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While I essentially agree with the theme of this essay it is interesting to note that David has created the Sophia website.

Sophia has traditionally been associated with the Goddess of Wisdom.

This is interesting because the Bible, especially the New Testament, does not having anything to do any kind of Goddess tradition. Indeed it is an almost exclusive patriarchal TEXT which is essentially hostile to any kind of Goddess inspired understanding, and thus of Wisdom.

Such is also the case with patriarchal Christianity in both its Protestant and "Catholic" forms. This patriarchal animosity towards and suppression of Sophia is most evident in the completely irrational opposition towards even the possibility of women being priests in the "Catholic" church.

Although why any woman would wish to be a priest in a church that is fundamentally opposed to what Woman as Goddess represents (in the form of every particular woman) is completely beyond me.
Posted by Daffy Duck, Tuesday, 24 April 2012 10:53:29 AM
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I agree broadly with both Squeers and Roses1; and would add these comments. We have a media which has replaced literal news reporting with opinion and attempted political control or regime change? We have a generation of politicians who have never ever held down a real job; and are basically paid ultra generously to endlessly stymie any real progress; a problem compounded by their myopic focus and unfailing service at the altar of the 24hour media cycle/spin cycle?
We also confront the very real possibility that power can be bought and or sold; that very powerful power hungry players only need to throw enough resources at it and elections; and or, media opinion can be bought?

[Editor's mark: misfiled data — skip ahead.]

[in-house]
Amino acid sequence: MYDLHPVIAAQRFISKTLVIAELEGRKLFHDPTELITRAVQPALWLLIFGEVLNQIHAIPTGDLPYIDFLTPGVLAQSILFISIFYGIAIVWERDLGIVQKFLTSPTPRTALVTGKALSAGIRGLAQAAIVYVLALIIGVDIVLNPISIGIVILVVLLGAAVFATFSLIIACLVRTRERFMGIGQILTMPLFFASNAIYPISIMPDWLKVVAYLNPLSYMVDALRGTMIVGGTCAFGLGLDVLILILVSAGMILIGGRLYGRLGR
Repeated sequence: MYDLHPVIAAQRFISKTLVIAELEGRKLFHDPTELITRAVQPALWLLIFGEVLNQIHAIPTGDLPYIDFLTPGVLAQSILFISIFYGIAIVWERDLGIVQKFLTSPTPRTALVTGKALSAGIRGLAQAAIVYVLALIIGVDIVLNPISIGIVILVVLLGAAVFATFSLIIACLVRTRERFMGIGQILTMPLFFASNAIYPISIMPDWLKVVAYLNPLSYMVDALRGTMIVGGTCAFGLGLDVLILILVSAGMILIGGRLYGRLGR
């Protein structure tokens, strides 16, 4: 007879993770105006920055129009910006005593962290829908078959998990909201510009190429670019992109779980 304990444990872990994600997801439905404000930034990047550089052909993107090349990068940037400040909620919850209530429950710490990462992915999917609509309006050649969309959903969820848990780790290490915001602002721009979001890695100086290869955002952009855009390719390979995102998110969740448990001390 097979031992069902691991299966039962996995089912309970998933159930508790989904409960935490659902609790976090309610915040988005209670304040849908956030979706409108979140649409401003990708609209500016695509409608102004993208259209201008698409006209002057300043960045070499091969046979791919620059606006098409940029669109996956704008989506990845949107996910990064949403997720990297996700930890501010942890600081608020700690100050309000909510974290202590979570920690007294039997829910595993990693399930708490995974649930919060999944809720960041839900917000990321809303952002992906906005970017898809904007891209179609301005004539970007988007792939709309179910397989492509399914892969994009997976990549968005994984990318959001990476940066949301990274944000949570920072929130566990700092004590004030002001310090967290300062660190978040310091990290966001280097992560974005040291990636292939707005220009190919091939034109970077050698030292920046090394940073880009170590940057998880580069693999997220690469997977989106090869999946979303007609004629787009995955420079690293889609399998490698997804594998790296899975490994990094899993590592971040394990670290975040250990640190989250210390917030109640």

What we need is genuine future vision, political rather than professed conviction that can change with every dip in so-called opinion polls? And we need genuine reform that finally addresses the ever widening chasm betwixt and between the haves and have nots. The very best reforms will also incorporate win/win outcomes!
It comes as no surprise that most of our obesity problems are most common in poverty trap post codes? If we would genuinely address this problem and others cited; then we need to first address growing inequality, which clearly has its roots in individualism, and its handmaiden, extreme capitalism/unconscionable exploitation?
We hear all this talk about Christian, do unto others, blah blah values from our pulpit pounding phoney show pony politicians. But are all too often found wanting or missing in action, when it comes to delivering, or living the message? Rhrosty.
Posted by Rhrosty, Tuesday, 24 April 2012 11:24:18 AM
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This is nothing more than advertorial for Mr Wilson's "Sophia Think Tank", and as such may be suspected of over-egging the pudding, just a little.

"Indicators of wellbeing such as life expectancy at birth, high educational outcomes, and self-reports of happiness put us right up there amongst the top countries in the world."

Ok. So where's the problem? Oh, apparently we don't have a Wellbeing Index... hang on a minute, we seem to have one of those as well.

"According to the Wellbeing Index, along with other measures, Australia is doing pretty well, especially when compared with many, if not most, other countries."

I seem to be missing something here. We're ok on life expectancy, education and happiness, and our Wellbeing Index is good...

Ah, here we are, a problem at last

"...indicators that all is not well and that the 'wellbeing' is a fašade that is not very deep in places"

Ummmm... as measured by...?

"There are many who tell us that we are sick, our social environment is broken, and that there is a call for all of us to be involved in its repair"

They must be people who weren't allowed to take part in the other measurements, I guess. And...

"[Richard Eckersley] saw a culture that was exploitative and oppressive, harsh and oppressed, and suffering from spiritual poverty"

Right, that's enough. Everyone here is happy and well-nourished, except the people who are not. On the whole, we measure up pretty well against the rest of the world, except when we don't. And the answer to this is the magic pudding of...?

"Sophia Think Tank. The Bible Society Australia's national think tank on values, priorities, and behaviour in Australian Society."

All is now clear. Would I be over-prescient to suggest that the answer that emerges from Project 217, is going to be Jesus?

The same as the previous 216 projects, I suspect.
Posted by Pericles, Tuesday, 24 April 2012 11:46:22 AM